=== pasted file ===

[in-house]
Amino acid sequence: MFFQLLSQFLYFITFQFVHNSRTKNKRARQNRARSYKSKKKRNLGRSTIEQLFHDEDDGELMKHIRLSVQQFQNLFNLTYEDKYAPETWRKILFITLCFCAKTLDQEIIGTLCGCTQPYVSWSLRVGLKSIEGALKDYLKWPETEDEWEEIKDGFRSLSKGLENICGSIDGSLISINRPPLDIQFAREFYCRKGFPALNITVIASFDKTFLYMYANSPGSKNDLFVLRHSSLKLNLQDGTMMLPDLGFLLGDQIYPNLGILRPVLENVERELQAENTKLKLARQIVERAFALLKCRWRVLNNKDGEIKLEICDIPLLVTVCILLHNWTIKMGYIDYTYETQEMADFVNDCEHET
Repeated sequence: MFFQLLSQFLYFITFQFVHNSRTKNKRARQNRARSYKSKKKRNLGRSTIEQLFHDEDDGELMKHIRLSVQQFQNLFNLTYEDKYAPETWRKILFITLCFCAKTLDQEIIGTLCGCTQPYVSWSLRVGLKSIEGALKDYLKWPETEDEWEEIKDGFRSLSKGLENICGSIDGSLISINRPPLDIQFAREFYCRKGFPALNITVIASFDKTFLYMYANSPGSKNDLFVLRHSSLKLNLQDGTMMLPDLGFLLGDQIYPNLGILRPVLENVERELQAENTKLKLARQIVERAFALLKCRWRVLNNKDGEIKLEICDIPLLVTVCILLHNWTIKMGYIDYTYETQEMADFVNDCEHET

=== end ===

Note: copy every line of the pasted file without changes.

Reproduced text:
[in-house]
Amino acid sequence: MFFQLLSQFLYFITFQFVHNSRTKNKRARQNRARSYKSKKKRNLGRSTIEQLFHDEDDGELMKHIRLSVQQFQNLFNLTYEDKYAPETWRKILFITLCFCAKTLDQEIIGTLCGCTQPYVSWSLRVGLKSIEGALKDYLKWPETEDEWEEIKDGFRSLSKGLENICGSIDGSLISINRPPLDIQFAREFYCRKGFPALNITVIASFDKTFLYMYANSPGSKNDLFVLRHSSLKLNLQDGTMMLPDLGFLLGDQIYPNLGILRPVLENVERELQAENTKLKLARQIVERAFALLKCRWRVLNNKDGEIKLEICDIPLLVTVCILLHNWTIKMGYIDYTYETQEMADFVNDCEHET
Repeated sequence: MFFQLLSQFLYFITFQFVHNSRTKNKRARQNRARSYKSKKKRNLGRSTIEQLFHDEDDGELMKHIRLSVQQFQNLFNLTYEDKYAPETWRKILFITLCFCAKTLDQEIIGTLCGCTQPYVSWSLRVGLKSIEGALKDYLKWPETEDEWEEIKDGFRSLSKGLENICGSIDGSLISINRPPLDIQFAREFYCRKGFPALNITVIASFDKTFLYMYANSPGSKNDLFVLRHSSLKLNLQDGTMMLPDLGFLLGDQIYPNLGILRPVLENVERELQAENTKLKLARQIVERAFALLKCRWRVLNNKDGEIKLEICDIPLLVTVCILLHNWTIKMGYIDYTYETQEMADFVNDCEHET